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How Small Businesses Can Creatively Adapt to Tough Times

by David B. Coulter on Apr 24, 2020, 01:02 PM

How Small Businesses Can Creatively Adapt to Tough Times

When the economy takes a beating and the future is plagued by uncertainty, small business owners must think of creative new ways to adapt to tough times. Whether your business is struggling in the face of a pandemic or an unforeseen seasonal downturn, knowing how to weather challenges big and small can keep you afloat in even the most-volatile waters. From finding new ways to engage with customers to taking out a small business loan, here are some steps business owners can take in a challenging time.

Implement a Remote Work Policy

When a crisis causes your doors to shut abruptly and for an indefinite amount of time, it’s important to figure out a way to keep the business running smoothly. Fifty-two percent of employees in some industries now work remotely due to COVID-19. If you haven’t done so already, and your business operations allow for it, implement a remote work policy to keep up your workflow. With all the tech solutions available today (many of them free), small business owners can ensure their teams keep in touch and continue working no matter how dispersed they are. For ideas about how to support remote workers, the U.S. Chamber of Commerce has devised this handy guide.

Find New Ways to Engage with Customers

Customers crave transparency, so admitting to them that you’re having a difficult time is key to maintaining relationships. If you’ve had to postpone events, are taking longer than usual to fill orders or other operations have been compromised, do not sacrifice customers’ trust in you by remaining silent. During a crisis, it’s important to find new ways to engage with customers — and digital may be the answer. In addition to communicating via email, on your website or on social media pages, Google recommends updating your business hours and description in your Google My Business profile if your business has been affected.

Be sure to adjust your online strategy as well. Reassess campaign budgets and shift your messaging to meet consumers’ current needs, and use available tools to connect with people at home, like hosting Facebook Live or Zoom presentations and conducting virtual consultations.

Consider a Small Business Loan

If you’ve been wondering how hard it is to take out a small business loan, especially if you happen to have bad credit, taking action toward fixing your credit score is an important place to start. After all, small business loan rejection rates can be as high as 73 percent with traditional banks and bad credit is a leading factor.

Using a gamified dashboard that displays potential score increases and decreases based on spending and debt repayment, ScoreMaster is designed to help borrowers achieve their best credit score in just 20 days. Even more, ScoreMaster uses an open collaboration feature, which binds borrowers and lenders to a devised plan for better-quality loans based on a goal credit score. The feature also allows small business owners to share their ScoreMaster plan with lenders in real time, which keeps them on track for the best possible deals thanks to their best possible score.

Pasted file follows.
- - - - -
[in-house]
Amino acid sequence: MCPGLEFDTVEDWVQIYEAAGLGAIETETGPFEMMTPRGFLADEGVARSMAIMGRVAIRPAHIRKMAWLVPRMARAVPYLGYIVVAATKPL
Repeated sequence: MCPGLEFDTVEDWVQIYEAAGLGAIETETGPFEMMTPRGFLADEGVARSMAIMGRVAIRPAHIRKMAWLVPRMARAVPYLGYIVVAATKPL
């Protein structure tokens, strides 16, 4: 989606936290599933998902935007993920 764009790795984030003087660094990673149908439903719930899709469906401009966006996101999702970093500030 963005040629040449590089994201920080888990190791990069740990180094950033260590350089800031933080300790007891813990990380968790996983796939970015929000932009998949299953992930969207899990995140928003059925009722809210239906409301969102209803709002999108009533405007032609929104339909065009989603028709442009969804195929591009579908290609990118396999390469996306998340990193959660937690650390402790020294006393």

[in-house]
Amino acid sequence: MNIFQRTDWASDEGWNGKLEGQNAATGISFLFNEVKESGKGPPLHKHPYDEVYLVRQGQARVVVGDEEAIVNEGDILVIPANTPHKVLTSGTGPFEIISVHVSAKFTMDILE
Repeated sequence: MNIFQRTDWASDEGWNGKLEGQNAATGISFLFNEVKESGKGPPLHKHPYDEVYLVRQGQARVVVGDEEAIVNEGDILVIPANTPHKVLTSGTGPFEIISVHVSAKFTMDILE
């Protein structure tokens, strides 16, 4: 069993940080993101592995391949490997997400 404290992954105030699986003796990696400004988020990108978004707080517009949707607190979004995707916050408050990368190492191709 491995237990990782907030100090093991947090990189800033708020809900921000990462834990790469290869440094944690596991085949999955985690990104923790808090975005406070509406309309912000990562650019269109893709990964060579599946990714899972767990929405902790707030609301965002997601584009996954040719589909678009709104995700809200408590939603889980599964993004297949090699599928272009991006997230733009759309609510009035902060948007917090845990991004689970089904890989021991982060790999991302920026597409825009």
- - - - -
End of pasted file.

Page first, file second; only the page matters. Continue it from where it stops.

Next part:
Retain Employees with Unique Perks

As the U.S. economy collapsed in the face of the COVID-19 crisis, more than 10 million Americans applied for unemployment benefits in the month of March alone. If your business has not yet had to lay off employees, or even if you have, keeping your current workforce optimistic about the future is crucial now more than ever.

Consider offering your employees a variety of perks that empower and inspire them, such as training opportunities that keep long-term goals in mind, or new certifications that help them expand their skill sets. You might also consider making paid time off (PTO) policies or work hours more flexible to accommodate workers with children.

Another perk you can offer employees, especially those concerned about their long-term financial health, is ScoreMaster, which will help them keep an eye on their spending habits, debt accrual and credit scores. ScoreMaster can also protect employees from identity fraud, acting as a layer of security for those who may feel increasingly insecure during these uncertain times.

Tough times come and go, but there are ways to stay on course for a more-promising financial future. Learn more about how ScoreMaster can help small businesses and their employees make it to the other side.

*Legal Disclaimer – ScoreMaster is a patent-pending educational feature simulating credit utilization’s effect on credit scores via payments or spending. Your results may vary and are not guaranteed.  

References:

  1. https://www.techrepublic.com/article/52-of-employees-is-some-industries-now-work-remotely-due-to-covid-19
  2. https://www.uschamber.com/co/start/strategy/adapting-to-remote-work
  3. https://support.google.com/business/answer/9773423?p=covid_19&visit_id=637194021457344571-48127973&rd=1
  4. https://www.business2community.com/finance/5-common-reasons-small-business-loan-applications-are-denied-and-how-to-avoid-them-02197178
  5. https://www.washingtonpost.com/business/2020/04/02/jobless-march-coronavirus